But critics also worry that startups and younger companies won't be able to get a foothold if they are forced to pay more to get access to strong streaming or download speeds.

Wheeler and Sens. Ron Wyden (D-Ore.) and Al Franken (D-Minn.) in a Washington Post op-ed on Wednesday said the absence of fast lanes allowed YouTube, a then-small upstart service in 2005, to overtake Google Video.

“Internet service providers treated YouTube’s videos the same as they did Google’s, and Google couldn’t pay the ISPs [internet service providers] to gain an unfair advantage, like a fast lane into consumers’ homes,” they wrote. “Well, it turned out that people liked YouTube a lot more than Google Video, so YouTube thrived.”

Net neutrality critics, though, argue that services like Netflix that take up lots of bandwidth should be forced to pay more.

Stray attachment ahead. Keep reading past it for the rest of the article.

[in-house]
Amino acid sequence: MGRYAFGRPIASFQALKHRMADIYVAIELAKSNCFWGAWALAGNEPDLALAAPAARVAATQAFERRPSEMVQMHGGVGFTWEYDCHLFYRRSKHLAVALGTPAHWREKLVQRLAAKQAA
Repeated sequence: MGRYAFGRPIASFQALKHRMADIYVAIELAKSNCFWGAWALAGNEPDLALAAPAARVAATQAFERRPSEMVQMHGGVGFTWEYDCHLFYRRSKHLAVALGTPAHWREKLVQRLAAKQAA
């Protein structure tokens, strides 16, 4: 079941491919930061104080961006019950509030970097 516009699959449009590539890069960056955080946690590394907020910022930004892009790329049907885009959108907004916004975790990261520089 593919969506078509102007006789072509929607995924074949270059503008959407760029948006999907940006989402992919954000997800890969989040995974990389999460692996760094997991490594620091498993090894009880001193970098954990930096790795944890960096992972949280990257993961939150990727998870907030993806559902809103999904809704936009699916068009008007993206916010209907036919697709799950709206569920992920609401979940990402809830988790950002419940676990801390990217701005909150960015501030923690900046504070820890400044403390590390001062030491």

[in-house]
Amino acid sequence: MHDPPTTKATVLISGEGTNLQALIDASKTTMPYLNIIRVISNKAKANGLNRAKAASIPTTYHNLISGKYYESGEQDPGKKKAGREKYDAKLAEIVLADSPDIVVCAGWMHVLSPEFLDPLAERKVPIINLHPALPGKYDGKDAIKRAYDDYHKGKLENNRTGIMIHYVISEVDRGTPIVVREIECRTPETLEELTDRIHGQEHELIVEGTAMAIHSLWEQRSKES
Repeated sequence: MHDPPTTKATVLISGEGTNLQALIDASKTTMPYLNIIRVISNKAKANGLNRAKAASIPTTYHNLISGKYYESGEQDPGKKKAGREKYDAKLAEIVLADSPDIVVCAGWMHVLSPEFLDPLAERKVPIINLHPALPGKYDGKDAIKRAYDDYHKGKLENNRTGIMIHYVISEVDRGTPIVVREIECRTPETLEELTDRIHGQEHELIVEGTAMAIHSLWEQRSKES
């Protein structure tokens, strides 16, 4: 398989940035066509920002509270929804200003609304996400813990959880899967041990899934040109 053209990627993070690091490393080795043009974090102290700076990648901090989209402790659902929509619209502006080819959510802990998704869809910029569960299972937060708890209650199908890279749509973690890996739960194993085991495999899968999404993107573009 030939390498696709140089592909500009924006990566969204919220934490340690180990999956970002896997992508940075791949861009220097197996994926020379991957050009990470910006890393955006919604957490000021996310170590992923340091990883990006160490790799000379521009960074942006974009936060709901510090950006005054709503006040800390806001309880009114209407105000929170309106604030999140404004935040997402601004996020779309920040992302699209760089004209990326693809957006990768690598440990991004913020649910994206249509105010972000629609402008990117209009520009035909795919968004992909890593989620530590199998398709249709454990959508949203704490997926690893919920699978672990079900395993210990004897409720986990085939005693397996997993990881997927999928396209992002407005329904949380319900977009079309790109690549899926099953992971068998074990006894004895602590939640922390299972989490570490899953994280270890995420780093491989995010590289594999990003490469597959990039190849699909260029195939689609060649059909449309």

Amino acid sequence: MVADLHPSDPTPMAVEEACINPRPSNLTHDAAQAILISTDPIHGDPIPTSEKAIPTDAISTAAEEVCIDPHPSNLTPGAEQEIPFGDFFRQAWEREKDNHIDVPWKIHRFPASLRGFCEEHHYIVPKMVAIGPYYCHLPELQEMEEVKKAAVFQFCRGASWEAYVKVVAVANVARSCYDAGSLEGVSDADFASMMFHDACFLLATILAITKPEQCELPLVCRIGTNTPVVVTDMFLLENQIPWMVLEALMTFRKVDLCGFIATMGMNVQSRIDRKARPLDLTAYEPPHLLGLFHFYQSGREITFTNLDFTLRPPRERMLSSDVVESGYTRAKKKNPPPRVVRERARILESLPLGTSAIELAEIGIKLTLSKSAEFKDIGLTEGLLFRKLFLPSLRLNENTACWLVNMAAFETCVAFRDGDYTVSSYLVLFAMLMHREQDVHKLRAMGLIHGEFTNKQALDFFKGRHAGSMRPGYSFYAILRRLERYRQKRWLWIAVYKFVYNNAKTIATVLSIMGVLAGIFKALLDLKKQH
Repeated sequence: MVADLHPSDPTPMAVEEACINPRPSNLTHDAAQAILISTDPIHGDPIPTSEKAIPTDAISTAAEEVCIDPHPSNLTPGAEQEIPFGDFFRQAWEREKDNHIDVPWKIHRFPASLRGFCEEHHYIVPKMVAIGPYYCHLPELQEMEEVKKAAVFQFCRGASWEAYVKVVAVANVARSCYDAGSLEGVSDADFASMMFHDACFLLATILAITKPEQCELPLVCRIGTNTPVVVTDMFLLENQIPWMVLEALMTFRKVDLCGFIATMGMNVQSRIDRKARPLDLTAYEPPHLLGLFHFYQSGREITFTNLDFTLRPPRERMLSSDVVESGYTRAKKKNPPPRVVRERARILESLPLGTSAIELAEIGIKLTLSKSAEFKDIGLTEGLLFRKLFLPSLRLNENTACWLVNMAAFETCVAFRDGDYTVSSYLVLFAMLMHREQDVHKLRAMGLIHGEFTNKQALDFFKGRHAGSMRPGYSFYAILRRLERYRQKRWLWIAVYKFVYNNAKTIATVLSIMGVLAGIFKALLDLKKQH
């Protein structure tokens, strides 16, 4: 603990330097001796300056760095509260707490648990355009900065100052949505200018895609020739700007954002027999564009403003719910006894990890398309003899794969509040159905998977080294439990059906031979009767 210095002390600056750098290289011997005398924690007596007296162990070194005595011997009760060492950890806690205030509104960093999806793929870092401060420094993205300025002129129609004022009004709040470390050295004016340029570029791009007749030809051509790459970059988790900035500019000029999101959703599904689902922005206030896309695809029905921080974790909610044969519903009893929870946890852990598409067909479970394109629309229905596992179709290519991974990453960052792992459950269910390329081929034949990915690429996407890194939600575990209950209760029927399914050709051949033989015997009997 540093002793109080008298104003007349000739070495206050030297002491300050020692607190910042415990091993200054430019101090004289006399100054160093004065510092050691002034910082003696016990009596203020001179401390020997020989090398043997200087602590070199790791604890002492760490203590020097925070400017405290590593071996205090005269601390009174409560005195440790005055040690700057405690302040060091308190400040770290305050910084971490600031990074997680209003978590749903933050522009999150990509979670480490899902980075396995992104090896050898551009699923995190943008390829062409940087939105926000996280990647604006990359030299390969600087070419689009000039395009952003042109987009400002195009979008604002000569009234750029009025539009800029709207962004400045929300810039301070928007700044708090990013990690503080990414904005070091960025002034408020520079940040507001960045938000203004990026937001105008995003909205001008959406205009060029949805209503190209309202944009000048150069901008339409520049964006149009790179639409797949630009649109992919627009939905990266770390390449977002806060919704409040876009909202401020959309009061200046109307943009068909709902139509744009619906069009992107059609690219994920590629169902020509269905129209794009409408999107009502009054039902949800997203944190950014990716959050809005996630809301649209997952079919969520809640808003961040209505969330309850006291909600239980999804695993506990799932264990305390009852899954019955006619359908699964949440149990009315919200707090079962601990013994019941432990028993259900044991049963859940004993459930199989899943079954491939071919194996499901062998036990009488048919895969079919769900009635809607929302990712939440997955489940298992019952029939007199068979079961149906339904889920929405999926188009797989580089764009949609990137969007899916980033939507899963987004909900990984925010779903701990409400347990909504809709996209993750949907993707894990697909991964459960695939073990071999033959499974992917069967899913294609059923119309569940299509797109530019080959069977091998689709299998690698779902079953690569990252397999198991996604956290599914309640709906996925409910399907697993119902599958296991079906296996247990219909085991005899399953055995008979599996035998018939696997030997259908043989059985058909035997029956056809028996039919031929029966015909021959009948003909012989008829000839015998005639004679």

Former President George W. Bush adviser Scott Cleland, an advocate for broadband businesses, argued in a Hill op-ed that by blocking paid prioritization, “the previous FCC forced consumers to subsidize the outsized bandwidth usage costs of the most profitable companies in America.”

3. More challenges for the little guy

Smaller internet service providers and internet startups could be in for a tough time.

Net neutrality critics say that without the neutrality rules, the playing field will favor established or dominant companies — such as Charter Communications, which acquired Time Warner Cable, or web giants like Google.

Only established companies will be able to compete in the new environment, they fear, with deep pockets to get into internet fast lanes and the money to cut deals for content to package in their data plans.